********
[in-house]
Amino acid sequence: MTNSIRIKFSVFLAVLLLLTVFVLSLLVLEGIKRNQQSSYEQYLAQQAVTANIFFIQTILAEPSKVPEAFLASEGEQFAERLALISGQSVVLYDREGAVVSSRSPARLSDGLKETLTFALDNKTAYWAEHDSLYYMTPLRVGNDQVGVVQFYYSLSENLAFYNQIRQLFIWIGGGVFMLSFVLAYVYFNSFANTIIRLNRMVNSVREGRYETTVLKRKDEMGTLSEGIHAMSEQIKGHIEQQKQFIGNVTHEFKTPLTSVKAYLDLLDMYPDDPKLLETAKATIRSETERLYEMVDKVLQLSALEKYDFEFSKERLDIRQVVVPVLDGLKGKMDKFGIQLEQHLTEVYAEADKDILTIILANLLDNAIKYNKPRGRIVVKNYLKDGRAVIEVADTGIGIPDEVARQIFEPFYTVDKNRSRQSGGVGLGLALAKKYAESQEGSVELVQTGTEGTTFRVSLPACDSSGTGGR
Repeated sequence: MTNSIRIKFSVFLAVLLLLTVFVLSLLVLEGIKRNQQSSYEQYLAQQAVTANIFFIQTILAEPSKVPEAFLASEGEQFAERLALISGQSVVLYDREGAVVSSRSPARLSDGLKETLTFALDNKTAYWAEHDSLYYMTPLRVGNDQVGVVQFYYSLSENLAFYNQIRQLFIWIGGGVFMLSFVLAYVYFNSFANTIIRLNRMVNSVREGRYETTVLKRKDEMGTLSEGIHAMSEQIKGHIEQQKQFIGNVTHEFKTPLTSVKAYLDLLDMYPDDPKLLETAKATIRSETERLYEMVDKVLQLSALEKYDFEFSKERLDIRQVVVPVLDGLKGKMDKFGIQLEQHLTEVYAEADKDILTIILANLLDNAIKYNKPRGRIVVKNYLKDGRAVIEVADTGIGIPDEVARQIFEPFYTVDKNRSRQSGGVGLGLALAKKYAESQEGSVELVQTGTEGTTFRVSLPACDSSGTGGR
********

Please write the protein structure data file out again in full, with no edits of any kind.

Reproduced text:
[in-house]
Amino acid sequence: MTNSIRIKFSVFLAVLLLLTVFVLSLLVLEGIKRNQQSSYEQYLAQQAVTANIFFIQTILAEPSKVPEAFLASEGEQFAERLALISGQSVVLYDREGAVVSSRSPARLSDGLKETLTFALDNKTAYWAEHDSLYYMTPLRVGNDQVGVVQFYYSLSENLAFYNQIRQLFIWIGGGVFMLSFVLAYVYFNSFANTIIRLNRMVNSVREGRYETTVLKRKDEMGTLSEGIHAMSEQIKGHIEQQKQFIGNVTHEFKTPLTSVKAYLDLLDMYPDDPKLLETAKATIRSETERLYEMVDKVLQLSALEKYDFEFSKERLDIRQVVVPVLDGLKGKMDKFGIQLEQHLTEVYAEADKDILTIILANLLDNAIKYNKPRGRIVVKNYLKDGRAVIEVADTGIGIPDEVARQIFEPFYTVDKNRSRQSGGVGLGLALAKKYAESQEGSVELVQTGTEGTTFRVSLPACDSSGTGGR
Repeated sequence: MTNSIRIKFSVFLAVLLLLTVFVLSLLVLEGIKRNQQSSYEQYLAQQAVTANIFFIQTILAEPSKVPEAFLASEGEQFAERLALISGQSVVLYDREGAVVSSRSPARLSDGLKETLTFALDNKTAYWAEHDSLYYMTPLRVGNDQVGVVQFYYSLSENLAFYNQIRQLFIWIGGGVFMLSFVLAYVYFNSFANTIIRLNRMVNSVREGRYETTVLKRKDEMGTLSEGIHAMSEQIKGHIEQQKQFIGNVTHEFKTPLTSVKAYLDLLDMYPDDPKLLETAKATIRSETERLYEMVDKVLQLSALEKYDFEFSKERLDIRQVVVPVLDGLKGKMDKFGIQLEQHLTEVYAEADKDILTIILANLLDNAIKYNKPRGRIVVKNYLKDGRAVIEVADTGIGIPDEVARQIFEPFYTVDKNRSRQSGGVGLGLALAKKYAESQEGSVELVQTGTEGTTFRVSLPACDSSGTGGR